A tiny exhibition at the American Institute of Architects reveals that in the 60 years since Time magazine was founded, 14 architects have graced its weekly cover. Out of more than 3,000 issues, that isn't a whole lot. But looking at those 14 not-so-famous faces provides a dizzying, condensed perspective on the time covered by the show.

In this period, architecture, the one inescapable art, has been sorely tested. Whether architecture has responded valiantly and successfully to the challenge is still a moot point. But there is no mistaking the fact that in this time the physical face of the world has changed more than in any equivalent period in history.

The sheer quantity of buildings destroyed and erected is awesome. The variety of new buildings--in size, type, technology and style--is unprecedented. One can debate the worth of these vast changes, but no one can sensibly argue that in terms of the vastness of architectural changes the 20th century is not unique.

The Time cover list is by definition a popular, unsystematic summary of the period. Even so, there is a certain accidental logic to the list, for by total happenstance Time's founding coincided with the Modern movement's first great burst of energy. The list begins with Ralph Adams Cram, the ardent medievalist, and William Adams Delano, one of the last of the Beaux Arts breed, and it ends with Philip Johnson in his latter-day reincarnation as an exuberant post-modernist.

In between, the Time stories touch impressionistically upon the impressive achievements, large mistakes and imperious egos of leading Modernist architects (Le Corbusier, Eero Saarinen, Richard Neutra, Wallace Harrison); of early modifiers of the International Style (Edward Durell Stone, Minoru Yamasaki); of great, idiosyncratic figures (Frank Lloyd Wright, Buckminster Fuller); and, not least, of architects whose chief contributions lie in large-scale organization and planning (Edmund Bacon, William Pereira, Nathaniel Owings).

Though they celebrated prominent conservatives of the day, the articles on Cram and Delano were occasioned by the beginnings of the great debate over Modernism. Cram did Gothic churches and Gothic universities. Delano (of Delano & Aldrich) did Georgian mansions for the rich, and public projects such as the office building with its crescent shape facing 12th Street in the Federal Triangle, in the classic revival style.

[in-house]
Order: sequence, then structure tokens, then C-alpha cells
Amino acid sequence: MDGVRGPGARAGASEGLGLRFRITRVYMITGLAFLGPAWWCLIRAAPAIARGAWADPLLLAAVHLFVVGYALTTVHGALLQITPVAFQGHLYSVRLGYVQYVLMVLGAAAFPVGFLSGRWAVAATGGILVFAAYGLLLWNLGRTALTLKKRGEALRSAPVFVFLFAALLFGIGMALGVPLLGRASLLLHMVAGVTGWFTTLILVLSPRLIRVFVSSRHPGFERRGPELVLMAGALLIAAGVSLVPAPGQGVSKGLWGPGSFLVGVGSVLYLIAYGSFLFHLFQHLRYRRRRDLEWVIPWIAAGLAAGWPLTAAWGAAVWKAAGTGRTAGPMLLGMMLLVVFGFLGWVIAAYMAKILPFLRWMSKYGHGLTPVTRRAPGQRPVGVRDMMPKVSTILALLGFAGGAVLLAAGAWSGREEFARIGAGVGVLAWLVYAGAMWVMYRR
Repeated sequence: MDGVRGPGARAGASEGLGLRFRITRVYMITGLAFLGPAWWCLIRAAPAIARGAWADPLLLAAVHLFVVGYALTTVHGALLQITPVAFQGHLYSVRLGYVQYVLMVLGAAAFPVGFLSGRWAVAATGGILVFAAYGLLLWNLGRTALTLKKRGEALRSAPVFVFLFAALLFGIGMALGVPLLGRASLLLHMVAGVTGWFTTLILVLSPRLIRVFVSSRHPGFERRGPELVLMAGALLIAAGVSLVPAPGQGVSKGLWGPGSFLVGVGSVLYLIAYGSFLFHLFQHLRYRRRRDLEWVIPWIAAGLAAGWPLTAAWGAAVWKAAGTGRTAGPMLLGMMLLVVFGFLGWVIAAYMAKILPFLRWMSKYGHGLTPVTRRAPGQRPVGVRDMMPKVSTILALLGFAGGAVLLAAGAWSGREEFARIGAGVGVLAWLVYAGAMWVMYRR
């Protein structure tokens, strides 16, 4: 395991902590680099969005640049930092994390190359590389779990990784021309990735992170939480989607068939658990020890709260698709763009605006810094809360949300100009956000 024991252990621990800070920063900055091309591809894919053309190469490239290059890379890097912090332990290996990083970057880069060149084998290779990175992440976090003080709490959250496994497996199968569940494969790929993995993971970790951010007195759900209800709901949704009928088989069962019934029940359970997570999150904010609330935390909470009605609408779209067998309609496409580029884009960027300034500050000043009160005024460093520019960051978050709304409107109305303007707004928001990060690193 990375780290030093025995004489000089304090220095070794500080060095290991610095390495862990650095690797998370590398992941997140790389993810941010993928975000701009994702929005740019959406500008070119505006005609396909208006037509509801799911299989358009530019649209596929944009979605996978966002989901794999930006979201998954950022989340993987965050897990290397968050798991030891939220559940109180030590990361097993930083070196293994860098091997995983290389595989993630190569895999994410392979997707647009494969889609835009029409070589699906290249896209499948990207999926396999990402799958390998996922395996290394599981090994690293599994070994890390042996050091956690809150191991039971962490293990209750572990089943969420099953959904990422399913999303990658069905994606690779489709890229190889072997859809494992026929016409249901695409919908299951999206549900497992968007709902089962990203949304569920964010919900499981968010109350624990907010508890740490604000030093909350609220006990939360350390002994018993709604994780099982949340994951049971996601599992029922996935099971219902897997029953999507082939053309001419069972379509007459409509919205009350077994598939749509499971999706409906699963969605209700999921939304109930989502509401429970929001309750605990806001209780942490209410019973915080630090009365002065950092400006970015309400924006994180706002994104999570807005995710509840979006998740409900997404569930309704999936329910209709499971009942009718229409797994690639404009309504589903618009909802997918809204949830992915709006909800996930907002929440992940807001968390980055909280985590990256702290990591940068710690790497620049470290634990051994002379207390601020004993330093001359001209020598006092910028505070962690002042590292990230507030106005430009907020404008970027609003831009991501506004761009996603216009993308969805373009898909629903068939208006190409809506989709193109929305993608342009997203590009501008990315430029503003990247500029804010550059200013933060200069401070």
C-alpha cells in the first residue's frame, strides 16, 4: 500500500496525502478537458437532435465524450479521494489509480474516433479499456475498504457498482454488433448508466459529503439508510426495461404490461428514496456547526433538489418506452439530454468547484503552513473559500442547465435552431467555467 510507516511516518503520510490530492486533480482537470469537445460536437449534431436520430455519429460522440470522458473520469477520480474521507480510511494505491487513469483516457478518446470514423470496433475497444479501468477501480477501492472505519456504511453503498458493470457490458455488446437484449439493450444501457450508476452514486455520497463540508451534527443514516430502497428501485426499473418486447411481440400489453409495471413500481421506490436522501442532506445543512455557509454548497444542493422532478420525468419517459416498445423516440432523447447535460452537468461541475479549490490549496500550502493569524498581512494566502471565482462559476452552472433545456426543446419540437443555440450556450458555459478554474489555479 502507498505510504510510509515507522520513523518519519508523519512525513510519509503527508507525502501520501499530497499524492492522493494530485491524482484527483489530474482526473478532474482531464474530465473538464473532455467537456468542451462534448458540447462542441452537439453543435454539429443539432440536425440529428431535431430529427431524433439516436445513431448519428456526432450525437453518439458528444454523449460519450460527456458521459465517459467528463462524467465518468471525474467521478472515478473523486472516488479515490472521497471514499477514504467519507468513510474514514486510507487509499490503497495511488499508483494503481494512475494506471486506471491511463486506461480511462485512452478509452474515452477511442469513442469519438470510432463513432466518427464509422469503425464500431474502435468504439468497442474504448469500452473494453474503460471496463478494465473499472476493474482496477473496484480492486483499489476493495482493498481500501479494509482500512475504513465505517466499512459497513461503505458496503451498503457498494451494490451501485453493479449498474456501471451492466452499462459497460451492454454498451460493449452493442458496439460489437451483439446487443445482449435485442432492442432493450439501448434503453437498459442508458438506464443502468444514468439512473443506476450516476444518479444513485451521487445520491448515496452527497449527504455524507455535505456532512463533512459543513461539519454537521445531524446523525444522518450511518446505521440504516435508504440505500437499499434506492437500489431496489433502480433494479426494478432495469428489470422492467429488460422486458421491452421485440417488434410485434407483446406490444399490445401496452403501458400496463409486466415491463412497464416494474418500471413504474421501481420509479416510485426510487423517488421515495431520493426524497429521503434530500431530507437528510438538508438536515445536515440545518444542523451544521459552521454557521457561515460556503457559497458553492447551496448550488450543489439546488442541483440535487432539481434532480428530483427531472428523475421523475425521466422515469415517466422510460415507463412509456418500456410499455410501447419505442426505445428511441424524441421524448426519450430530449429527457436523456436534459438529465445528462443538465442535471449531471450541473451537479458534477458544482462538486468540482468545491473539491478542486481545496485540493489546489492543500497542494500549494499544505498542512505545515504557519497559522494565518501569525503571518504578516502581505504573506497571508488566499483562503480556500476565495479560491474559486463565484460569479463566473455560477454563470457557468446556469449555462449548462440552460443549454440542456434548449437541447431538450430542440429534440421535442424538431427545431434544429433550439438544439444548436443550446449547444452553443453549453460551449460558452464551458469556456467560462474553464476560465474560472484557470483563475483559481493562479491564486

These were just the sort of buildings thought to be irrelevant by "fiery" modernists such as George Howe (of Howe & Lescaze), who was quoted at length in the Delano article. "The modern movement," Howe said, "is a conscious effort to direct and canalize the stupendous energy of modern civilization . . . The Modern architect has created a new style based on the old common law of architecture reformulated to meet modern needs in the light of modern economic and engineering genius."

Little wonder that the author of the Time story modestly concluded, "With such various schools, the architecture of the future might be any man's guess." It is ironic that today, with architecture again in a state of creative ferment and cross-fertilization, one might say exactly the same thing.

Today, though, we can repossess neither the Time writer's naivete' nor Howe's zealous confidence. Modernism was victorious in the years after World War II, so that today we can appreciate its colossal limitations as well as its significant contributions.

It seems obvious today, for instance, that despite its undeniable high points, Modern architecture, in alliance with the contemporary economic genius, has produced mediocre buildings and dispirited environments on an unprecedented scale. For every Ronchamp chapel (Corbusier) or Dulles Airport (Saarinen) or Lever House (Skidmore, Owings and Merrill) there are acres and acres of cheap commercial construction lacking any conviction other than fast profit. But by now this is an old story and one repetitiously catalogued (in, among many other places, Robert Hughes' incisive account in the 1979 Time cover story on Johnson).

What most impressed me, confronting that wall of Time covers in the lobby of the AIA headquarters, is that architecture is not so much the story of the progress of the individual genius (even on the level of Wright or Corbusier) as it is a vast collaborative enterprise. Owings, an organizer extraordinaire and pragmatist turned visionary, said this, in the cover story devoted to his firm:

"We are going to reach the point where environment planning will be the supreme thing in this country. It will be the equivalent of the railroad and highway booms. Then perhaps we can change and begin to build as did the Romans, the Greeks, the Persians, the Egyptians--begin to build a real environment that is a lasting investment rather than something to be destroyed."